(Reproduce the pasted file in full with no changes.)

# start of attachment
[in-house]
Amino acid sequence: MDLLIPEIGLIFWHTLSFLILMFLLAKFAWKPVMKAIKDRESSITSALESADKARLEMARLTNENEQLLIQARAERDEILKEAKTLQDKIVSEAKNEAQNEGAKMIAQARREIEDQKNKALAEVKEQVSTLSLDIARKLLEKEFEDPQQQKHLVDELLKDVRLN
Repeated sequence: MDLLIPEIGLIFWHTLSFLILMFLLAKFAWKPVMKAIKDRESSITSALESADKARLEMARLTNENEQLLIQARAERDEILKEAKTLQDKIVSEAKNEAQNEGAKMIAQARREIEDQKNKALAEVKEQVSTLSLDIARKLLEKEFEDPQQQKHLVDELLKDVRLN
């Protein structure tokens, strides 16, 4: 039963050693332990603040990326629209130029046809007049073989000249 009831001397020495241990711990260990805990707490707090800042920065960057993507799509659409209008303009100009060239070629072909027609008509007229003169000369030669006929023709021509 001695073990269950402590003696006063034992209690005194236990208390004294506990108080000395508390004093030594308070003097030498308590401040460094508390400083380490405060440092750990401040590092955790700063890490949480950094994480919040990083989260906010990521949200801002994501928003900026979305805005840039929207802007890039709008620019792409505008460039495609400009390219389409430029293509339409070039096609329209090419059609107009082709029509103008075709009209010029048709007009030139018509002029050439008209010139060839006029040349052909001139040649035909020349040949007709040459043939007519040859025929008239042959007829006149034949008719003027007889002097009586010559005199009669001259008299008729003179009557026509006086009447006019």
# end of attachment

[in-house]
Amino acid sequence: MDLLIPEIGLIFWHTLSFLILMFLLAKFAWKPVMKAIKDRESSITSALESADKARLEMARLTNENEQLLIQARAERDEILKEAKTLQDKIVSEAKNEAQNEGAKMIAQARREIEDQKNKALAEVKEQVSTLSLDIARKLLEKEFEDPQQQKHLVDELLKDVRLN
Repeated sequence: MDLLIPEIGLIFWHTLSFLILMFLLAKFAWKPVMKAIKDRESSITSALESADKARLEMARLTNENEQLLIQARAERDEILKEAKTLQDKIVSEAKNEAQNEGAKMIAQARREIEDQKNKALAEVKEQVSTLSLDIARKLLEKEFEDPQQQKHLVDELLKDVRLN
């Protein structure tokens, strides 16, 4: 039963050693332990603040990326629209130029046809007049073989000249 009831001397020495241990711990260990805990707490707090800042920065960057993507799509659409209008303009100009060239070629072909027609008509007229003169000369030669006929023709021509 001695073990269950402590003696006063034992209690005194236990208390004294506990108080000395508390004093030594308070003097030498308590401040460094508390400083380490405060440092750990401040590092955790700063890490949480950094994480919040990083989260906010990521949200801002994501928003900026979305805005840039929207802007890039709008620019792409505008460039495609400009390219389409430029293509339409070039096609329209090419059609107009082709029509103008075709009209010029048709007009030139018509002029050439008209010139060839006029040349052909001139040649035909020349040949007709040459043939007519040859025929008239042959007829006149034949008719003027007889002097009586010559005199009669001259008299008729003179009557026509006086009447006019």